The Colgate Scene
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People on the go
Amy Glynn, left, and Dulany Reeves
WEN is now|
With plenty in common, Amy Glynn '89 and Dulany Reeves '97 forged a friendship, a classic Colgate connection between an alum with experience and an undergraduate with aspirations.
Amy helped Dulany when she began the interview process. They talked regularly. Teamwork, mentor-ing and connections were all part of the plan.
The same concepts are behind the Womens Executive Network, the first Internet-based full service recruiting and placement company for women. Glynn is the chief executive officer, Reeves is regional manager of the western division. Tag Glynn '96 is another regional manager, while Paul Tutun '89, described as "a genuine advocate for women," is the company's attorney, specializing in Internet startup companies.
During reunion the foursome passed out hats and WENetwork tchochkes while spreading the word about the impending launch of the website (http://www.thewen.com) that strives "to offer women the opportunity to achieve their full career potential."
More than headhunting, WEN seeks to connect women with and across all industry lines who will be active partners in sharing ideas and coaching each other in aspects of "career-pathing."
"We want to bring team dynamics into the workplace," said Glynn, who played soccer and has 10 years of experience on Wall Street. The teamwork, work ethic and competitive drive learned from playing sports is clearly an asset in today's corporate environment.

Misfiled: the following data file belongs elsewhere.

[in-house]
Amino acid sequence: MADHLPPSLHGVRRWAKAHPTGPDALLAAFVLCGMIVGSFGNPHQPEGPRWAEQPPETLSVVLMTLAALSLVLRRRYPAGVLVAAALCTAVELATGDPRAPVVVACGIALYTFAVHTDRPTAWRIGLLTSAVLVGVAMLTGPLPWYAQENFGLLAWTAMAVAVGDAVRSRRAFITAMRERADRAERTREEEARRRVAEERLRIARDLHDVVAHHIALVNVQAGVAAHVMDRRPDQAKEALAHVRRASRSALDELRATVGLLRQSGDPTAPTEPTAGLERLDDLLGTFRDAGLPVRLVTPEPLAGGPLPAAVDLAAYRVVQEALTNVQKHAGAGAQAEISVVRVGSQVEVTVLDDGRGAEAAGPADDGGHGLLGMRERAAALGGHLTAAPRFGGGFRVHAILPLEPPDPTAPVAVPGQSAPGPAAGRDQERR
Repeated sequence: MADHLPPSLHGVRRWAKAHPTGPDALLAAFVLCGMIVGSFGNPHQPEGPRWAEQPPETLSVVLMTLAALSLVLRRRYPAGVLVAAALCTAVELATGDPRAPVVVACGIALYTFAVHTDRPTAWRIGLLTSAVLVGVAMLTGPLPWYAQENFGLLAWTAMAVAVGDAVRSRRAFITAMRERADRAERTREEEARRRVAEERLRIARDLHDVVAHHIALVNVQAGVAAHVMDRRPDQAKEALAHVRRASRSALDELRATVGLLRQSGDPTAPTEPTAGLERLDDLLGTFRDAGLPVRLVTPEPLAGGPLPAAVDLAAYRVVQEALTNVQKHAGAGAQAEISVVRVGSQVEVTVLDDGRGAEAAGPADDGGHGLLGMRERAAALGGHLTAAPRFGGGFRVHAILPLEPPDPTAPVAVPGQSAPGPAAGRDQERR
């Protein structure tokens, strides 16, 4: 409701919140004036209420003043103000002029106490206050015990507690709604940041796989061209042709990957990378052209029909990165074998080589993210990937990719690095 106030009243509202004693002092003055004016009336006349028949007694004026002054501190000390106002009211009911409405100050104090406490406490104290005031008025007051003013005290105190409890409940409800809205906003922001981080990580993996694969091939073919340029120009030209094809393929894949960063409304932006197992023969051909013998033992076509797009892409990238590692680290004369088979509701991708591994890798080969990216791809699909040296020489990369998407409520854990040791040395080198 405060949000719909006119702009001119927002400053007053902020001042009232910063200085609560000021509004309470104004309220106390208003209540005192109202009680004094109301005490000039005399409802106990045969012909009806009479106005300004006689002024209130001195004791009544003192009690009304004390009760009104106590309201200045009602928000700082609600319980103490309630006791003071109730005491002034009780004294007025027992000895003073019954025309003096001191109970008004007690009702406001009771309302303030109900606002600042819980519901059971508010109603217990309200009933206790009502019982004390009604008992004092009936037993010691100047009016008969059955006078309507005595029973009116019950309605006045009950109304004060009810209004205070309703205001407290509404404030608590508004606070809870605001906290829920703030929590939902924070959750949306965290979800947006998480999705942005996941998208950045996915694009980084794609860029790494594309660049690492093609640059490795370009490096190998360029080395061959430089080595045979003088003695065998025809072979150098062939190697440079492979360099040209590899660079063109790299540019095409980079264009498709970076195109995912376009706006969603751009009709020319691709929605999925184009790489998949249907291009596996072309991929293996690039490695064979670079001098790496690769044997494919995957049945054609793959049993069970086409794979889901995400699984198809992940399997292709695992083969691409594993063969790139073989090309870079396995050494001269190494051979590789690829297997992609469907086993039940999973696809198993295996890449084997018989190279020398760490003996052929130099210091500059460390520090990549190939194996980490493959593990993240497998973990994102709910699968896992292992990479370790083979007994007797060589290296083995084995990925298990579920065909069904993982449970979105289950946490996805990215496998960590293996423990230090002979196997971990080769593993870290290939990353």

"The U.S. women's soccer team broke the grass ceiling this summer. Now WEN wants to help break the glass ceiling." Reeves, also a Colgate athlete, lettered four years in women's lacrosse.
Said Reeves, "There is a sincere passion and energy driving WEN. All of those involved genuinely believe in the cause and the business plan."
WEN is currently building membership. Although not yet complete, http://www.thewen.com is now accepting membership applications. The website will be completed this fall, after which it will provide an informative source for job listings, business networking information, career advice and the opportunity to research and discuss issues facing professional women at various phases in their careers.
WENetwork will also help companies develop relationships, rather than just matching a person to a position. The goal is to assist corporations in creating a more diversified workforce by helping them to attract and retain qualified women. Through a partnership with companies, universities, associations and individuals, WEN can use the Internet as a singular marketing opportunity.
Amy Glynn and Dulany Reeves have teamed up to ensure women have every opportunity. JH
Dr. Howard Goldstein '55
Having his turn|
Dr. Howard Goldstein '55 is in the business of "making information for doctors to use." As director of pathology at Nyack Hospital in New York since 1987, he and his staff of 90 interpret results from myriad medical tests at the 375-bed teaching facility.
"We have to be able to work with physicians of every specialty, know their lingo," said the busy pathologist. "Right now I'm looking through a microscope at slides of biopsied prostate tissue and I find the man has cancer."
Heavily involved in his medical community, Goldstein chairs the hospital's ethics committee and serves on the continuing education committees, often lecturing on his work and interests. A consultant to the NYS Board for Professional Medical Conduct, "which sounds serious, and it is," he also chairs the Professional Standards Review Council of America Inc. He's also on the faculty of the College of Physicians and Surgeons at Columbia University.